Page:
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Banff is the face of mountain culture in Canada. When overseas visitors think about Canadian mountains, pictures of the Rockies automatically enter their heads.
Banff, Jasper, Kootenay and Yoho national parks, together with Hamber, Mount Robson and Mount Assiniboine provincial parks, form the UNESCO Canadian Rocky Mountain Parks World Heritage Site, one of the largest protected areas in the world.
But while tourism now forms the backbone of many regional economies through out western North America, it does not come without a price.
"Mountain regions are being destroyed by war, but they can also be destroyed by development and over-use," argues Hamilton.
There are more than 33,000 designated protected areas in the world, says Hamilton, but they only cover nine per cent of the Earths surface. The United Nations has a goal of protecting 12 per cent.
But with mountains being turned into war zones and recreational playgrounds at an increasingly faster rate, will we ever have a chance?
The big winner at this years Banff Mountain Film Festival was a movie that explores the value of wilderness in the modern world.
Yellowstone Americas Sacred Wilderness took the festival jurys grand prize with a beautifully shot film that examines the beautiful, and sometimes brutal, natural ecology of Wyomings Yellowstone National Park, where grizzly bears kill deer fawns to feed their cubs.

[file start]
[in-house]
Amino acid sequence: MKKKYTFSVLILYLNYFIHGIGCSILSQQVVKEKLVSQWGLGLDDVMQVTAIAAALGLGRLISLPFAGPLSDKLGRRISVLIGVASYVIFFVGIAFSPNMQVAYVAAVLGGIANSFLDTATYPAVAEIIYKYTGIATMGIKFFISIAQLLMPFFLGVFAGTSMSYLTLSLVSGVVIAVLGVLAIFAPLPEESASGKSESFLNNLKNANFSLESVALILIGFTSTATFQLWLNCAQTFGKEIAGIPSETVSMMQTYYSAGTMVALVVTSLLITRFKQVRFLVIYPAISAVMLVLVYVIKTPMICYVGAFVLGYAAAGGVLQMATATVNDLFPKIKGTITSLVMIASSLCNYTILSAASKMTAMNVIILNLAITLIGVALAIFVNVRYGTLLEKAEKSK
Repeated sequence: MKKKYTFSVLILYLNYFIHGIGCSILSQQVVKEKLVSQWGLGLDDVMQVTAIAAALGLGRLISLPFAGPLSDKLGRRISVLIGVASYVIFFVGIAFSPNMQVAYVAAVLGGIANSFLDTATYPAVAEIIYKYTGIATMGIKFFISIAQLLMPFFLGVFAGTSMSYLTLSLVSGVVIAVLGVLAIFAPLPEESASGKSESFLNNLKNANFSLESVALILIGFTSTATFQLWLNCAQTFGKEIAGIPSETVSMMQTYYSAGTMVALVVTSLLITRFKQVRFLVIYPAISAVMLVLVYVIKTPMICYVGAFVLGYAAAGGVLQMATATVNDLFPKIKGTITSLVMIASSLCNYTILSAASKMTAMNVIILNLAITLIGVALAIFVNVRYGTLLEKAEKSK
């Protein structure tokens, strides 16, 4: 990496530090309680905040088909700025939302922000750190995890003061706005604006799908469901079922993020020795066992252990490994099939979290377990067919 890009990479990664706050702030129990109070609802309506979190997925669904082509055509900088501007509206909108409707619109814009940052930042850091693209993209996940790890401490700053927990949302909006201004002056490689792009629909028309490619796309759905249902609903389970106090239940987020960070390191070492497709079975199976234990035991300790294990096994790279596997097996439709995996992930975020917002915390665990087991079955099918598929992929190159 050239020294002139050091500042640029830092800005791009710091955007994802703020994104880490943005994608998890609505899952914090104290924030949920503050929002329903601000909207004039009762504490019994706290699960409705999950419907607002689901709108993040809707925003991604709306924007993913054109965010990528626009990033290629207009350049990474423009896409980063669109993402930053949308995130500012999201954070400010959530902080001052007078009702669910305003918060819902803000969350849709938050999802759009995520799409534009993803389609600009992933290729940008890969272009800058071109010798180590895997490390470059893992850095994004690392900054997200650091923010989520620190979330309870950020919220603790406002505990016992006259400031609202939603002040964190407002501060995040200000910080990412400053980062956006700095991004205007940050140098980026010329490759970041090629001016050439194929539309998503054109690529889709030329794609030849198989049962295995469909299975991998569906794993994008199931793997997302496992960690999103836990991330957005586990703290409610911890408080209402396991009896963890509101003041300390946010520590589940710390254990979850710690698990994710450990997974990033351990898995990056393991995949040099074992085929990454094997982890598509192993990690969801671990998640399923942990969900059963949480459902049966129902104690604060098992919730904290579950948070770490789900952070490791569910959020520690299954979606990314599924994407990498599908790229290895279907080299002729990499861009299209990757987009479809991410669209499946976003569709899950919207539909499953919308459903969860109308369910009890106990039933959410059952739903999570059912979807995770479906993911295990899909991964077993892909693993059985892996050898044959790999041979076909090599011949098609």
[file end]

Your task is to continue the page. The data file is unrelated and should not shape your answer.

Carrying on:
Another film that captures the metaphyiscal value of mountains is In the Light of Reverence , which documents the impacts of recreational and industrial development on the sacred sites of First Nation peoples.
The movie makes the point that mountains, and nature, can take care of the heart, soul and mind.
There are interesting parallels between this film and the current situations at Sun Peaks Resort near Kamloops and the proposed Cayoosh ski resort between Pemberton and Lillooet, where, in both cases, natives are protesting development.
The two films also offer a sharp contrast to the usual dude-mentries about BASE jumping, unicycling down Mexican volcanoes, sailing in the Antarctic and skiing down Alaskan peaks.
Banff itself, as Banff Centre president and CEO Mary Hofstetter noted in her opening night speech, is also recognized as a sacred site.
Back before the CPR, tourists and mountain festivals, the Stoney Cree travelled from their homes on the flat Canadian prairie, up the Bow River Valley through the foothills, towards a sacred spot surrounded by the high mountain peaks of Rundle, Cascade, Sulphur and Norquay and located at the convergence of three valleys.